What's your patient load? - page 2

I'm still orienting but I take on about 5-6 patients. Normally we will have 6-7 sometimes 8. I work in NYC. What are the ratios in other states or hospitals? 7 patients is crazy! Granted, not all... Read More

  1. by   DC Collins
    Teams of two RNs, each has a 'standard' of three rooms, but often get one additional 'hallway bed'. While we keep our own pts, if one of us is swamped and the other isn't, we 'inherit' anywhere from a few aspects of the teammate's pt care to an entire pt or more.

    DC :-)
  2. by   TheSquire
    Quote from sleepRN
    Med-surg 4-6:1 on days and eves. 7:1 on nights.
    ...you do realize this is an ED thread, right?
  3. by   Nurseadam
    4:1 for less acute and 3:1 for trauma rooms.. In Cali.
  4. by   BrnEyedGirl
    68 bed Level I Trauma ED,..4:1 and when we are staffed well we break down to 3:1 with a float!
  5. by   nuangel1
    4/5-1 in my ed .depends on accuity .we use hall beds also.if real acute/icu 3 -1.
  6. by   PengiRN
    3-5 depending on acuity, more often than not 4:1. Trauma bay 3:1, but usually 2:1 because we reserve one room for the traumas that will need the level 1, intubation, etc., which we don't get every day. But of course, any nurse that has an actively dying patient will get help from other nurses whose loads are lighter.
  7. by   alem-tsahai
    We get as many as we get, meaning it can be as few as 5, and on a particularly bad night up to 12+ EACH! Completely unsafe, and the pt load depends on how busy the ED is as well as staffing. This is a level 1 trauma ED in NYC. Whoever posted that working NYC EDs was similar to working in third world countries was spot on in their assessment. I've done both, and it ain't much of a difference :-(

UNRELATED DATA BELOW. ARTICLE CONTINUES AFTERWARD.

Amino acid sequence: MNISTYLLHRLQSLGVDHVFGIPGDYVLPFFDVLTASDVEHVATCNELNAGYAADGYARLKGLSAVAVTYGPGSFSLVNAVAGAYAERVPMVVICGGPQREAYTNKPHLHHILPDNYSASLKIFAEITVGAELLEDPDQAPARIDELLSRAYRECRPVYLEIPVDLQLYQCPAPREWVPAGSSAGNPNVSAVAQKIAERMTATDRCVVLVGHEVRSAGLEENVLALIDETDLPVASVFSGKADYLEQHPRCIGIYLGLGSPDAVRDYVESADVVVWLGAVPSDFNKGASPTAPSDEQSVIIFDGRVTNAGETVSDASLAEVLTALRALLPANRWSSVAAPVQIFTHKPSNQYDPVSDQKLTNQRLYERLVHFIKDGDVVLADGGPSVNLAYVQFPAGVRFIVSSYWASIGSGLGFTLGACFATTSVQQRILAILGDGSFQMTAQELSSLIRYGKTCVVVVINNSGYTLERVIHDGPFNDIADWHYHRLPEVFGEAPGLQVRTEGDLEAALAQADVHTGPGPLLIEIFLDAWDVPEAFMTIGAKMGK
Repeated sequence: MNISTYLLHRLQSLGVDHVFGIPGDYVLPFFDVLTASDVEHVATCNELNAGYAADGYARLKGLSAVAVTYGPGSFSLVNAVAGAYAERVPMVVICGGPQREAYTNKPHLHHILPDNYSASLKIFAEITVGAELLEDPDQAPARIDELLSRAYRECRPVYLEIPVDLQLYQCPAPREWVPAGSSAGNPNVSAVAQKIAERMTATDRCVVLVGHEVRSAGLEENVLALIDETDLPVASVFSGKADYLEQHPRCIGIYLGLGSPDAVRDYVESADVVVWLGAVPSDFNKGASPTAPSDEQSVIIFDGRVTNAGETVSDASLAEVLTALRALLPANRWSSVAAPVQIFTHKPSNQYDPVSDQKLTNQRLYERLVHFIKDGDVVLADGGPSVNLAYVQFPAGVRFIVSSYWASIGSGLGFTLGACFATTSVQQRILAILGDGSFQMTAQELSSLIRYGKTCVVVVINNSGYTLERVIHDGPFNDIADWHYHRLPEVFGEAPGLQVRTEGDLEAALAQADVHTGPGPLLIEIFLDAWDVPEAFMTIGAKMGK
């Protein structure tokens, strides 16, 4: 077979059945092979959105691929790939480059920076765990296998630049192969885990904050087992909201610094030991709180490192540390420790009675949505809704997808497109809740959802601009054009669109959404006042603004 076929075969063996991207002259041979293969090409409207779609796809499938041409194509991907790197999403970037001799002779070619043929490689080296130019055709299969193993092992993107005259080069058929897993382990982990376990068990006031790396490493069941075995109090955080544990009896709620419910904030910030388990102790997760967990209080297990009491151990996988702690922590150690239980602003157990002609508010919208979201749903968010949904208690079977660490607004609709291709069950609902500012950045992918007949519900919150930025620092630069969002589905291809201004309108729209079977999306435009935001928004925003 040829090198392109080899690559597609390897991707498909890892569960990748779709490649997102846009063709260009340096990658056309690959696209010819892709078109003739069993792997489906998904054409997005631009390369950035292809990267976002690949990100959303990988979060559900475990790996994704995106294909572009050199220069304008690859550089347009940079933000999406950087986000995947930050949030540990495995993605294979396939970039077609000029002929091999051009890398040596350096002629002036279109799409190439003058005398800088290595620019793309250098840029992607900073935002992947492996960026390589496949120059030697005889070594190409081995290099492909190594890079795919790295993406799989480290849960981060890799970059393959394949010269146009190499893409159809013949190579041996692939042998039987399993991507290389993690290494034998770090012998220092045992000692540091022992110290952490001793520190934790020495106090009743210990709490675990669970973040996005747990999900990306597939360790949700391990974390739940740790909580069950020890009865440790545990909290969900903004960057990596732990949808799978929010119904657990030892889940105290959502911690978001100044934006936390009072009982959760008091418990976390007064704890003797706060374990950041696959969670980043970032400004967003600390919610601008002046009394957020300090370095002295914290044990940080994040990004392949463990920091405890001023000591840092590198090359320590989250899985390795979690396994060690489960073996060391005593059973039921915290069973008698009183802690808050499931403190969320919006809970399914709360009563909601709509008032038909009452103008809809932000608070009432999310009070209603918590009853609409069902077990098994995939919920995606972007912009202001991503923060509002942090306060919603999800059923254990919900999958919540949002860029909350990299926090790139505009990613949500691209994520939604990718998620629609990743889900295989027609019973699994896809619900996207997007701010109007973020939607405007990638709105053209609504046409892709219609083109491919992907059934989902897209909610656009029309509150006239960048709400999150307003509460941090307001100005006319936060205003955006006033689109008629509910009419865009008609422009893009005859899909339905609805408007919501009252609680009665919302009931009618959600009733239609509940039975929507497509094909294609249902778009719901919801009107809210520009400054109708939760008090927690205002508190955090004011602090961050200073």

8. by   DC Collins
    After thinking about it, I am not sure any of these numbers have a lot of meaning. While, as I posted above, our 'standard' is three, often with a fourth 'hallway appropriate' patient, we are expected to get our patients out within 2 hours in most cases (admitted or discharged). So we are just as busy as those with 'up to 12+' each, I would *assume*.

    I can't imagine moving those patients very quickly when, as the math calls for, you only get to spend 5 minutes per patient per hour. YIKES!

    DC
  9. by   emzg285
    I'm in uk our ratio in resus room in Am is 4 patients max to 1 nurse in majors we are also 4 patients to 1 nurse throughout the day but a night shift it could be 7 patients to 1 nurse
  10. by   stodeee
    Wow I'm an RN at a very busy level 1 trauma center in CA and we max out at 4 pts each. T
  11. by   Esme12
    Quote from stodeee
    Wow I'm an RN at a very busy level 1 trauma center in CA and we max out at 4 pts each. T
    You have a union.....
  12. by   chuckz
    Trauma 1.

    Cat1...High acuity Usually 2-3, but have had 6 when busy
    Cat2...Pts don't need to be monitored, but can be sick. Usually 7, but have had as high as 20.
    Cat3/peds. Laceration, ob and peds. Usually 6 or so but can be as high as 20.

    MHT...Mental health....6 at the most.

    I am in one of the busiest ERs in the country. It's crazy but I love it.....most of the time.
  13. by   WildflowerRN
    Here in Texas, every ER I've worked in the nurses have 3-4 patients. Except the county facility, where we could have as many as 30 (gasp!)...

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